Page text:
Honoree Melinda Gates speaks onstage as Helen Keller International celebrates their centennial anniversary with the 2015 Spirit Of Helen Keller Gala on May 18, 2015 at The New York Public Library in New York City. Photo: Bryan Bedder/Getty Images for Helen Keller International

By Karl Mathiesen, Harry Davies, and James Ball
23 May 2015 02.00 EDT

(The Guardian) – Senior scientific figures, including influential climate researcher Michael Mann, have called on the world’s two leading health charities to review their fossil fuel investments in light of a series of Guardian investigations published this week.

The Big Carbon investigations uncovered examples of industry misinformation campaigns, legal transgressions and alleged human rights abuses.

Mann, along with other senior scientists and commentators, said the immense moral authority of the Bill and Melinda Gates Foundation and the Wellcome Trust was in danger of being undermined by their continued investments in companies with such questionable corporate practices.

The series of investigations revealed:

  • According to internal documents, oil company Royal Dutch Shell assumes a rise in global temperatures of 4C, twice the 2C limit widely considered the threshold for dangerous climate change – in contrast to public pronouncements from Shell’s chief executive that the company is committed to tackling climate change.
  • Oil services company Schlumberger has received a record-breaking fine for repeated and deliberate breaches of US sanctions against Iran and Sudan.
  • Oil giant BP pursued and signed a partnership with Russian state oil and gas giant Rosneft, which is currently subject to sanctions for its actions in Ukraine and the Crimea. Rosneft has also been characterised as one of the most expansionist fossil fuel extractors in the world, and is aggressively pursuing Arctic oil extraction.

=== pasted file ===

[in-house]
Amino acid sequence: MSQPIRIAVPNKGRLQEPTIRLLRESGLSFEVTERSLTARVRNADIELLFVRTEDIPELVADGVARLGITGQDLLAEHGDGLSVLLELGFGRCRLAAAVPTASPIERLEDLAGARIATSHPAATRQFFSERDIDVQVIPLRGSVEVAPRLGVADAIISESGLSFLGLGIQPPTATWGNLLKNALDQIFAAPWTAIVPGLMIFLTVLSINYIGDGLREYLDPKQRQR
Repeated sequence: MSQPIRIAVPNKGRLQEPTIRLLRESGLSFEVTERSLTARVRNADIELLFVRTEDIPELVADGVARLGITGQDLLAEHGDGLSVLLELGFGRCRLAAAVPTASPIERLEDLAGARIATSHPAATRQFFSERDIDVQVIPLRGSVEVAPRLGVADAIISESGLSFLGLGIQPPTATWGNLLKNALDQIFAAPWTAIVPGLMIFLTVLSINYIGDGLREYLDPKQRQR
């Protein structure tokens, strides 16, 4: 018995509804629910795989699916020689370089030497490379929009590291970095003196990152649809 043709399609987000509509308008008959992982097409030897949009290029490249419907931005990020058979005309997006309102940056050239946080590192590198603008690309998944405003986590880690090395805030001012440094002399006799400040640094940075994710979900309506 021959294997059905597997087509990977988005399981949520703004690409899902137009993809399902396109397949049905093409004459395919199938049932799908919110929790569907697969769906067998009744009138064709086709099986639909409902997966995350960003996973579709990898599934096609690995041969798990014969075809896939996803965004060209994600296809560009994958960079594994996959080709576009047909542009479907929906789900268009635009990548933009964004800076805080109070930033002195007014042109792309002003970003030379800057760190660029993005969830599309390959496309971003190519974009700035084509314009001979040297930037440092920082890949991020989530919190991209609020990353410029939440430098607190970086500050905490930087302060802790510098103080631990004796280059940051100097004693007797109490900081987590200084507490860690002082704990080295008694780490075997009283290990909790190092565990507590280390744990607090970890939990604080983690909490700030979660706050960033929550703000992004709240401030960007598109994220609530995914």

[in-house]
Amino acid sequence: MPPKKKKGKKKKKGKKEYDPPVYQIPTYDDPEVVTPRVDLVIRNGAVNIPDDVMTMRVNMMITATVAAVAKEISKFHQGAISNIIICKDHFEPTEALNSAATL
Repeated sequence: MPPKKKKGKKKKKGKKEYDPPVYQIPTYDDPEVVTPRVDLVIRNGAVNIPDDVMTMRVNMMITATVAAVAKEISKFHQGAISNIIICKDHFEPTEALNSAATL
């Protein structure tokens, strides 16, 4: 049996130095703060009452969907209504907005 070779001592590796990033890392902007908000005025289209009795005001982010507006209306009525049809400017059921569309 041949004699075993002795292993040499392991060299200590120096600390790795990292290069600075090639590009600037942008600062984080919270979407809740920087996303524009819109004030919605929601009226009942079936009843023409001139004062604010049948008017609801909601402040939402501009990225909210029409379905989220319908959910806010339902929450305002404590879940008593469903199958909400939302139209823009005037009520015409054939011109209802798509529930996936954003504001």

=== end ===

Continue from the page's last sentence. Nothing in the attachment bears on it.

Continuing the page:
• BP is also accused of serious human right breaches in Colombia. A trade union leader, Gilberto Torres, is bringing a high court action in London against the company over its alleged complicity in his kidnap and torture for organising a strike to try and close a major oil pipeline there. He was held for 42 days in 2002. BP denies the claims and said it will “vigorously” defend the case.
  • US coal giant Peabody Energy was accused by international health experts of exploiting the Ebola health crisis in order to justify the continued extraction of coal.

A Guardian analysis of the $43bn (£27.5bn) Gates Foundation’s most recent tax filing in 2013 found that it held $1.4bn of investments in the world’s biggest fossil fuel companies, including $372m in BP, $5.5m in Shell and $1.7m in Peabody Energy. Wellcome’s $28bn endowment holds $229m in Shell, $191m in BP and $185 in Schlumberger. It does not hold any direct investment in Peabody Energy.

The investigations are part of the Guardian’s Keep it in the Ground campaign which is calling on both charities to divest from fossil fuels. Both have made a huge contribution to human wellbeing through their work on health research and development. [more]

Leading health charities should divest from fossil fuels, say climate scientists



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